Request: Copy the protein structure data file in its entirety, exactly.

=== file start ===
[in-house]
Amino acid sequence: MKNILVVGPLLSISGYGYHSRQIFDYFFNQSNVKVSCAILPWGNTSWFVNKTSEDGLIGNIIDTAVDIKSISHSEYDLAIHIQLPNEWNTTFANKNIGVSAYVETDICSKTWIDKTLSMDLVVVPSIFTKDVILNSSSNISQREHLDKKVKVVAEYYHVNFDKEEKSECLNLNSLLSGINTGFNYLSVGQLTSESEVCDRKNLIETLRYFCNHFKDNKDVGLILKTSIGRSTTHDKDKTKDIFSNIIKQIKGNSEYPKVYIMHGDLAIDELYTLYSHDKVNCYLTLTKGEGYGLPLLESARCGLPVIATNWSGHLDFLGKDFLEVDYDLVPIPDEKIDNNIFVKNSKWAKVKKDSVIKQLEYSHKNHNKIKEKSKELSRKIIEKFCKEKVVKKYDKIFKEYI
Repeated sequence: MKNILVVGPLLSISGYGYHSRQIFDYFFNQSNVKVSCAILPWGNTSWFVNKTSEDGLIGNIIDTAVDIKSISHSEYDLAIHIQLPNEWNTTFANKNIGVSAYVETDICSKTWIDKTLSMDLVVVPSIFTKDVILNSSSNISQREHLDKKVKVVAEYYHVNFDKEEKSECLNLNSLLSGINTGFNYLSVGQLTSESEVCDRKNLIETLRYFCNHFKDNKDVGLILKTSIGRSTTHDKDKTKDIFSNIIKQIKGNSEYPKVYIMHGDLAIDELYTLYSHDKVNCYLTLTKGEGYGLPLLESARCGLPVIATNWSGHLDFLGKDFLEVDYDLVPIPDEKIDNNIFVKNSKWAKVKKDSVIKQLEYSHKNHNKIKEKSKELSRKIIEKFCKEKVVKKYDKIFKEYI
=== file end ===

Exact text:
[in-house]
Amino acid sequence: MKNILVVGPLLSISGYGYHSRQIFDYFFNQSNVKVSCAILPWGNTSWFVNKTSEDGLIGNIIDTAVDIKSISHSEYDLAIHIQLPNEWNTTFANKNIGVSAYVETDICSKTWIDKTLSMDLVVVPSIFTKDVILNSSSNISQREHLDKKVKVVAEYYHVNFDKEEKSECLNLNSLLSGINTGFNYLSVGQLTSESEVCDRKNLIETLRYFCNHFKDNKDVGLILKTSIGRSTTHDKDKTKDIFSNIIKQIKGNSEYPKVYIMHGDLAIDELYTLYSHDKVNCYLTLTKGEGYGLPLLESARCGLPVIATNWSGHLDFLGKDFLEVDYDLVPIPDEKIDNNIFVKNSKWAKVKKDSVIKQLEYSHKNHNKIKEKSKELSRKIIEKFCKEKVVKKYDKIFKEYI
Repeated sequence: MKNILVVGPLLSISGYGYHSRQIFDYFFNQSNVKVSCAILPWGNTSWFVNKTSEDGLIGNIIDTAVDIKSISHSEYDLAIHIQLPNEWNTTFANKNIGVSAYVETDICSKTWIDKTLSMDLVVVPSIFTKDVILNSSSNISQREHLDKKVKVVAEYYHVNFDKEEKSECLNLNSLLSGINTGFNYLSVGQLTSESEVCDRKNLIETLRYFCNHFKDNKDVGLILKTSIGRSTTHDKDKTKDIFSNIIKQIKGNSEYPKVYIMHGDLAIDELYTLYSHDKVNCYLTLTKGEGYGLPLLESARCGLPVIATNWSGHLDFLGKDFLEVDYDLVPIPDEKIDNNIFVKNSKWAKVKKDSVIKQLEYSHKNHNKIKEKSKELSRKIIEKFCKEKVVKKYDKIFKEYI